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Recycling of oil-based and biological polyesters for food contact: degradation, migration and determination of (non) intentionally added substances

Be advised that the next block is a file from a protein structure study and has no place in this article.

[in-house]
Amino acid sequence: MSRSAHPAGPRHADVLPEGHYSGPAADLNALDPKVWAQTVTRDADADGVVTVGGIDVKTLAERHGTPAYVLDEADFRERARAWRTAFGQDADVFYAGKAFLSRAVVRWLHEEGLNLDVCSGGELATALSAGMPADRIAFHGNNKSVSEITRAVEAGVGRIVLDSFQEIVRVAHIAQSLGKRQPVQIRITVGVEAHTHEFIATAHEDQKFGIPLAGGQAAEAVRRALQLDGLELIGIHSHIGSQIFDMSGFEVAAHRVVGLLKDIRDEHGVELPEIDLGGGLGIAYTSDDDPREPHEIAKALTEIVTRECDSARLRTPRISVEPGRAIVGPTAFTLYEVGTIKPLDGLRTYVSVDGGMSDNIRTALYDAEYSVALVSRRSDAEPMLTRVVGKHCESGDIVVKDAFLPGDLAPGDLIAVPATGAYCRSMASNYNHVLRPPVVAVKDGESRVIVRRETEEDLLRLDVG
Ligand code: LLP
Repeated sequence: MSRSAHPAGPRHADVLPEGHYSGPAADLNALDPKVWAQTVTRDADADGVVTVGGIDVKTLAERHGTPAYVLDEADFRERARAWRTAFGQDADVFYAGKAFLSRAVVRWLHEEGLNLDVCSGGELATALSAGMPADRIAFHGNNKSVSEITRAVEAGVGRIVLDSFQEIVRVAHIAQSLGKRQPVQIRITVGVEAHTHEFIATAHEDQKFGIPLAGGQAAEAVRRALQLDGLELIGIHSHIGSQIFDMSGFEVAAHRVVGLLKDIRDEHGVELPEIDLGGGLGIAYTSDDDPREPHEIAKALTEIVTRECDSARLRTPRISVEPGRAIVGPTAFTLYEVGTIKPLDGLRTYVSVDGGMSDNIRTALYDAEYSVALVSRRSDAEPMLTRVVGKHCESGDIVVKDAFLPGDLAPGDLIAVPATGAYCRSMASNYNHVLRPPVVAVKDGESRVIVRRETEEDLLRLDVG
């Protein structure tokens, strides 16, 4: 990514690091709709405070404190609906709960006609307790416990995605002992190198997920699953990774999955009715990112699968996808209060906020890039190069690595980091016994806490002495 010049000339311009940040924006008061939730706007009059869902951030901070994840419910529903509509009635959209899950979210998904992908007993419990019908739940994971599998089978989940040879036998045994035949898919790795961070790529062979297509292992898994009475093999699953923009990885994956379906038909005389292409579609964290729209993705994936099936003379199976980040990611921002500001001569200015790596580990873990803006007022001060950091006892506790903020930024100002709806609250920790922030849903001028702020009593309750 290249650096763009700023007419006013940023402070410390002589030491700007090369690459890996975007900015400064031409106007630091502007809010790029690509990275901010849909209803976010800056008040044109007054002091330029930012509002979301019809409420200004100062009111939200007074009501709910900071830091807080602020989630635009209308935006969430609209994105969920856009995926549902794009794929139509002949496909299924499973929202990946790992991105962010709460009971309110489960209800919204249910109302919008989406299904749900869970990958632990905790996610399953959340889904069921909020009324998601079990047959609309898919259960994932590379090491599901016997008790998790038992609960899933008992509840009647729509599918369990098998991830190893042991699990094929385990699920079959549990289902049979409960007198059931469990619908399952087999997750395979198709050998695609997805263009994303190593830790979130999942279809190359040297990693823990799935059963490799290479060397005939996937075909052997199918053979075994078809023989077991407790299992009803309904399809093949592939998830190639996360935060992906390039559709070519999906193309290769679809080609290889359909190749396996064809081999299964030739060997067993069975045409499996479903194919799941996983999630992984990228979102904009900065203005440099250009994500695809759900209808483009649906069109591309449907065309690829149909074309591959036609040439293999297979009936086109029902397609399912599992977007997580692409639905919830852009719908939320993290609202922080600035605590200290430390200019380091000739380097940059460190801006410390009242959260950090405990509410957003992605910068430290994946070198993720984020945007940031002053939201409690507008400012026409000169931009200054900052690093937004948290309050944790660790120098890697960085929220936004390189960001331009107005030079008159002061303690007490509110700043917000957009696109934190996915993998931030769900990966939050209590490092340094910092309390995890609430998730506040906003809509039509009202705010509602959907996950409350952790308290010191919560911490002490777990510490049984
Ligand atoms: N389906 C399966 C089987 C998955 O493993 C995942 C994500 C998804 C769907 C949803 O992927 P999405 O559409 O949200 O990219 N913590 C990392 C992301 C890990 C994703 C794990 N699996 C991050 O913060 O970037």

The search for high-performance and low-cost materials makes polymers increasingly present in the manufacturing industry and in the daily lives of consumers. Its applicability extends to several market segments, among which the automotive, textile and especially food packaging industries stand out. Linked to the exponential growth of consumption is the generation of waste, and although plastic has gradually conquered its space as a material of great importance to society, its disposal is still a problem for the world, and especially for Brazil. To reduce the environmental impact that these materials cause, international environmental protection policies are planning several initiatives, among which the (i) gradual elimination of single-use plastics, (ii) the exclusive use of polymers recycled for the manufacture of packaging and disposables and (iii) the increase in materials of renewable origin in fast-disposal applications. Therefore, this project seeks to carry out a study on the recyclability of PLA and PET with a view to its application for contact with food. It is intended to establish a correlation between reprocessing and the formation of unintentionally added substances (NIAS), as well as their influence on the physicochemical properties of PLA and PET. The adequacy of the molar mass and its distribution, aiming at its original characteristics, will be obtained through the use of polycarbodiimide. Furthermore, we intend to identify and quantify the formation of NIAS and substances intentionally added (IAS) in recycled polymers (PLA and PET) using sensitive and high resolution analytical techniques such as SPME-CG-MS, GC-O- MS and UPLC-MS/QTOF. The potential risk of migration to different food simulants and under different conditions will also be assessed. Finally, we aim to collaborate for the advancement and employability of the use of recyclable polymers obtained from petroleum and biological base for contact with food, in addition to contributing to one of the most relevant topics associated with food safety, elucidating the main NIAS formed in these systems. (AU)

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